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The Gullah Geechee Cultural Heritage Center


The Gullah Geechee peoples of Coastal Georgia are descendants of enslaved Africans from plantations along the lower Atlantic coast. Many came from the rice-growing region of West African and were brought to the Americas for their agricultural and architectural knowledge and skills. The enslaved Africans were isolated on the Sea Islands. This isolation enabled them to create and maintain a unique culture steeped in remnants of Africa. This culture became known as Gullah-Geechee and is visible in the people’s distinctive arts, crafts, foodways, use of waterways, music, dance, and language. 

The Gullah Geechee Cultural Heritage Center at Georgia Southern

Mission Statement: The Gullah Geechee Cultural Heritage Center celebrates and preserves Gullah Geechee culture along the South Georgia region of the Gullah Geechee Corridor. We are a community anchor that focuses on Gullah Geechee people and connects the past and present through interaction, academic research, and outreach across generations. The physical space, combined with the knowledge and ideas of the community instills pride, increases awareness and understanding, sustains preservation of language and cultural assets, and serves as a vehicle to tell the Gullah Geechee story to the surrounding community and beyond. The Center honors myriad contributions made by Gullah Geechee people, provides educational resources for all, promotes scholarship and research, and serves as a model for national reconciliation and reparations.

In 2021, the Gullah/Geechee Cultural Heritage Corridor Commission recognized the Georgia Southern University Gullah Geechee Cultural Heritage Center as an approved partner. The Corridor was designated by the Gullah/Geechee Cultural Heritage Act, passed by Congress on October 12, 2006.  The Corridor stretches across 27 counties in North Carolina, South Carolina, Georgia, and Florida. 

Academic Research and the Gullah Geechee

The Georgia Southern University Gullah Geechee Cultural Heritage Center celebrates and preserves Gullah Geechee culture through focusing on academic research and community outreach. With education as a key component of the Gullah Geechee Heritage Center, it is important to note that Gullah Geechee people made significant contributions to disciplines within each of the nine colleges that comprise Georgia Southern University. Click here to learn more.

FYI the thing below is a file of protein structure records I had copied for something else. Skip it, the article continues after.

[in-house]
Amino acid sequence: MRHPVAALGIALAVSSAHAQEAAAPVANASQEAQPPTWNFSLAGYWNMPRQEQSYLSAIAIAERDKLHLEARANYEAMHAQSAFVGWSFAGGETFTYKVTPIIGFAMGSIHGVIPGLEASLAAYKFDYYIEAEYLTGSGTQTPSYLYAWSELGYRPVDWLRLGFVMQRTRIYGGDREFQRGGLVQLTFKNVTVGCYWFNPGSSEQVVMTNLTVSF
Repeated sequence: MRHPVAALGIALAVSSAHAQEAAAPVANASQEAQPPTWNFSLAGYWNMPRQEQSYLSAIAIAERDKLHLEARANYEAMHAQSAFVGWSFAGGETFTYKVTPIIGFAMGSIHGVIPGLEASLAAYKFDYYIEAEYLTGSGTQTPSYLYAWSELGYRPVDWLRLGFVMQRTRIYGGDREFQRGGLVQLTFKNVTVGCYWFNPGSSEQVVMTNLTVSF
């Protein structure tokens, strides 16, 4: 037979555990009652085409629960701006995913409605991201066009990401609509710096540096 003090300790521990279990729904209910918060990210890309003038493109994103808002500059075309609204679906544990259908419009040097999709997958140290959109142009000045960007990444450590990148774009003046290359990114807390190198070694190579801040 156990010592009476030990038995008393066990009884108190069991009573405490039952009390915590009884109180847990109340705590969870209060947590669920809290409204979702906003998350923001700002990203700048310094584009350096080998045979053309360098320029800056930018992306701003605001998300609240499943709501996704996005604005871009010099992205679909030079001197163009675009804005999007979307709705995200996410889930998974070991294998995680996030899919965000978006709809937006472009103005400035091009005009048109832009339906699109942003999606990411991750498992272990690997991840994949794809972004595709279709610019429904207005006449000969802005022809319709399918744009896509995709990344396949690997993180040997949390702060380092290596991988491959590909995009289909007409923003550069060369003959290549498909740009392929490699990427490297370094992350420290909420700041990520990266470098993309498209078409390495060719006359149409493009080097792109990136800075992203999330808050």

In the News

June 2022: In June 2022, the Director, Dr. Maxine L. Bryant, was recognized by the Georgia Press Association (GPA) for her work in preserving Gullah Geechee Culture.  Dr. Bryant is a freelance contributor for the Savannah Morning News.  Her columns, which focus on Gullah Geechee culture in the Low Country, won 2nd place in the Serious Column Category in the GPA Better Newspaper Contest at a recent GPA conference.  Congratulations to Maxine!  

June 2022: The Gullah Geechee Cultural Heritage Center hosted its second annual Juneteenth celebration on Friday, June 17 with a series of educational and interactive performances including dances, music, storytelling, and lectures, and featuring local food trucks and businesses. Many thanks to the presenters, vendors, and especially our guests for joining us for this fun and informative celebration. We look forward to seeing you again next year!

September 2021: Georgia Southern University has established the Gullah Geechee Cultural Heritage Center to aid in the preservation of this fluctuating culture, honor the myriad contributions made by Gullah Geechee people and provide educational resources for faculty, students and the surrounding community. Read the press release here.


The center is located on Georgia Southern’s Savannah campus in the Armstrong Center, Room 102, 13040 Abercorn Street, Savannah, GA, 31419.
Directions to the Armstrong Center

Gullah Geechee exhibit at the Georgia Southern Museum

Georgia Southern Museum

The Georgia Southern University Museum’s permanent exhibit on the cultural history of Georgia’s coastal plain includes a variety of Gullah Geechee artifacts including basketry and an early 19th century rice mortar and pestle. The Museum’s exhibits and collections focus on unique stories of cultural exchange in the coastal plain and their interaction with the environment including agriculture, music, foodways, and more. The Museum is located in the Rosenwald Building on the Statesboro campus and is always free to Georgia Southern University students.  Visit the Georgia Southern Museum in Statesboro for more information.

Center for Africana Studies

The Center for Africana Studies promotes the study of Africa and those of African descent in southeast Georgia and South Carolina, bringing recognition to the studies locally, regionally, nationally and internationally. Our mission is to recognize the important contributions that Africans and people of African descent have made and the impact these contributions have had on the world economically, politically, culturally and socially.

Last updated: 7/1/2022